“Testings on Bikini Atoll commenced within days and U.S. officials ordered families out of their homes to a more distant island. It was the start of a series of tests that would end up spreading nuclear fallout across the region. Within several years, islanders were suffering from thyroid cancers and a slew of other illnesses that researchers quickly determined were linked to nuclear testing. While the U.S. finally ended its nuclear tests in 1958—after detonating 67 bombs that vaporized entire islands and left deep craters in others—horrifying birth defects cropped up for decades.”
“More serious reckoning with that legacy took decades. Under a deal hammered out in the 1980s, the U.S. allowed residents of the Marshall Islands, as well as those of Micronesia and Palau, to relocate to the United States under what’s called the Compact of Free Association. The agreement also promised them access to health coverage through the American safety-net health program Medicaid—a pledge that collapsed a decade later, an incidental casualty of Newt Gingrich and Bill Clinton’s sweeping welfare reform package in 1996, which excluded the islanders from a list of Medicaid-eligible groups.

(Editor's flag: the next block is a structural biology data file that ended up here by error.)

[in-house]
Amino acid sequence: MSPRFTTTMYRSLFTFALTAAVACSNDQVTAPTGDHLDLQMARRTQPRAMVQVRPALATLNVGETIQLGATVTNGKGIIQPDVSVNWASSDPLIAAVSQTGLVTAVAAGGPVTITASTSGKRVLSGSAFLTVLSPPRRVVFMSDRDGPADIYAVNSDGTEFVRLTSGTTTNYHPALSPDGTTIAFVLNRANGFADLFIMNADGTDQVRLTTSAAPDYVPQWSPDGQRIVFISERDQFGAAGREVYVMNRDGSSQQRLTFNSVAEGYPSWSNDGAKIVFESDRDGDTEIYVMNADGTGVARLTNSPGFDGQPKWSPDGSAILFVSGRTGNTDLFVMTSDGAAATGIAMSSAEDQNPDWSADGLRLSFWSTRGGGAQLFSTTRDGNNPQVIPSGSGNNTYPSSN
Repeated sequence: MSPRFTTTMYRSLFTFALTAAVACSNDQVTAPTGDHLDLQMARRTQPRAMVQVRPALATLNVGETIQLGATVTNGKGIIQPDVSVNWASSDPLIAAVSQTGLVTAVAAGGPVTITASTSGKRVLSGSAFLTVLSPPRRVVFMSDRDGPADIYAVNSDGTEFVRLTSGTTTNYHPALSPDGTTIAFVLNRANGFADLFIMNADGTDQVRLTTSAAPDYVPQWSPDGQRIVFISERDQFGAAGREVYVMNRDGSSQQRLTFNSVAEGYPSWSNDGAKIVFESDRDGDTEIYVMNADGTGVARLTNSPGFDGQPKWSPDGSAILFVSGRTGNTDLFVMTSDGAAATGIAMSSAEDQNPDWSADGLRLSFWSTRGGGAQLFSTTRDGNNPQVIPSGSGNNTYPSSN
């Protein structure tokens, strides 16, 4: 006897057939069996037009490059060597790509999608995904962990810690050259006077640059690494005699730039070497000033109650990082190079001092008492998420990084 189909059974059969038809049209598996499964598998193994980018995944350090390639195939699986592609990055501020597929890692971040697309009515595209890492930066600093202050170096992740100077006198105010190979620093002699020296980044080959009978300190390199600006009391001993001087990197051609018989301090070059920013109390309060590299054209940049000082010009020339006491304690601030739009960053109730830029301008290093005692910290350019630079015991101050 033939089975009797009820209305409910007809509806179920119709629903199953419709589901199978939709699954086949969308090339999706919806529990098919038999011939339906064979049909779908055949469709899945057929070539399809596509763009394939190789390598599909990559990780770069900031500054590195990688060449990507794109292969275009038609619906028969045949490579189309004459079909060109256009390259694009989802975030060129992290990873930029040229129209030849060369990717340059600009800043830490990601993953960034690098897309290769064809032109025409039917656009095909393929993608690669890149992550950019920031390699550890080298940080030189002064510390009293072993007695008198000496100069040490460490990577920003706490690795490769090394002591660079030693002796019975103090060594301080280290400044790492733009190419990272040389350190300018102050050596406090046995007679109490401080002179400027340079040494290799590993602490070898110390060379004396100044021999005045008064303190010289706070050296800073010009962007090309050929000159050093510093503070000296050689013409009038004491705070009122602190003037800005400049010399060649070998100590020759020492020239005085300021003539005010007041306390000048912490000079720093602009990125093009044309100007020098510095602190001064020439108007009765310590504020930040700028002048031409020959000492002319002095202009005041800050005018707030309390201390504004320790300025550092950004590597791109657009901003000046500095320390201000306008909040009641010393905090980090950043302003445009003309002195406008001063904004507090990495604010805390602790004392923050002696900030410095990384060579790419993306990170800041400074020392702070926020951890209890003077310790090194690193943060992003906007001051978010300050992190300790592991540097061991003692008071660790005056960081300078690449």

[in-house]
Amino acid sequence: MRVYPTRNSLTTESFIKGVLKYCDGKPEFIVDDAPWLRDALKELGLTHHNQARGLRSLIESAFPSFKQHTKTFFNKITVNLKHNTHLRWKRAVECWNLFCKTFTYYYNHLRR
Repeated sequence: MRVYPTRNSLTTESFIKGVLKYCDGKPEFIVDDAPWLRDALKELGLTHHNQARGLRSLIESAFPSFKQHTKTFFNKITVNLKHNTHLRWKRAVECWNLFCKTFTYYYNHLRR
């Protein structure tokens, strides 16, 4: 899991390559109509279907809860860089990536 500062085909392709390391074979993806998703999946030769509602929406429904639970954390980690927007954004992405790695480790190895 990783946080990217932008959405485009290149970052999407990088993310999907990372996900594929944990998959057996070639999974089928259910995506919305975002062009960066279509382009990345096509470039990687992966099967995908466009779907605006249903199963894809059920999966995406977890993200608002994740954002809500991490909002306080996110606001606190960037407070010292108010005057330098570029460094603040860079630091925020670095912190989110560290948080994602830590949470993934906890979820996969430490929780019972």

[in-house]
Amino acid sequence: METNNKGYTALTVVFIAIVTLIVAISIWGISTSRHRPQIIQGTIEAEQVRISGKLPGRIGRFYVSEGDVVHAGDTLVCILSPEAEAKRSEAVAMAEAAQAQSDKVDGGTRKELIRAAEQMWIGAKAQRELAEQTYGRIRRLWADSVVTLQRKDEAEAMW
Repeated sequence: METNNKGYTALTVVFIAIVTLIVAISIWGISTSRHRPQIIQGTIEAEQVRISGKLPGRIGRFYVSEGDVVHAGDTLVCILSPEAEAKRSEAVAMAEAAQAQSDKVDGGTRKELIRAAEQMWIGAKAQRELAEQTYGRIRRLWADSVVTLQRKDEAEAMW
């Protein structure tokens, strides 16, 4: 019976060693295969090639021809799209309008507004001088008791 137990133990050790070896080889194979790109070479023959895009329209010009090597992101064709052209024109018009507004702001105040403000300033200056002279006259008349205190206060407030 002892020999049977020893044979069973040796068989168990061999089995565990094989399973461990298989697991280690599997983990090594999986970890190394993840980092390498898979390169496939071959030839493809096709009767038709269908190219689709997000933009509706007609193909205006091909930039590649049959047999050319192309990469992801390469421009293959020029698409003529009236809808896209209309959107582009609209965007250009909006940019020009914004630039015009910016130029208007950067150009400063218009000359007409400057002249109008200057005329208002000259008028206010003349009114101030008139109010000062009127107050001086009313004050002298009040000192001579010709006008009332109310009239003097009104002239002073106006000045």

“I’m not sure whether we’ll ever know whether it was intentional to remove the [island] communities from Medicaid or just something folks missed,””
“the Marshallese who lived through the nuclear tests, which ended in 1958, have largely passed away, with the average life expectancy on the islands reaching only 63 for men and 67 for women. Their children and grandchildren, inheritors of the toxic legacy, have looked for new homes as the islands face old problems like radiation and emerging crises like climate change.
Pockets of islanders have since cropped up in the continental United States, with large populations in Hawaii and Arkansas and smaller circles in places like Oklahoma, Oregon and Dubuque, Iowa. And they bring their illnesses with them.”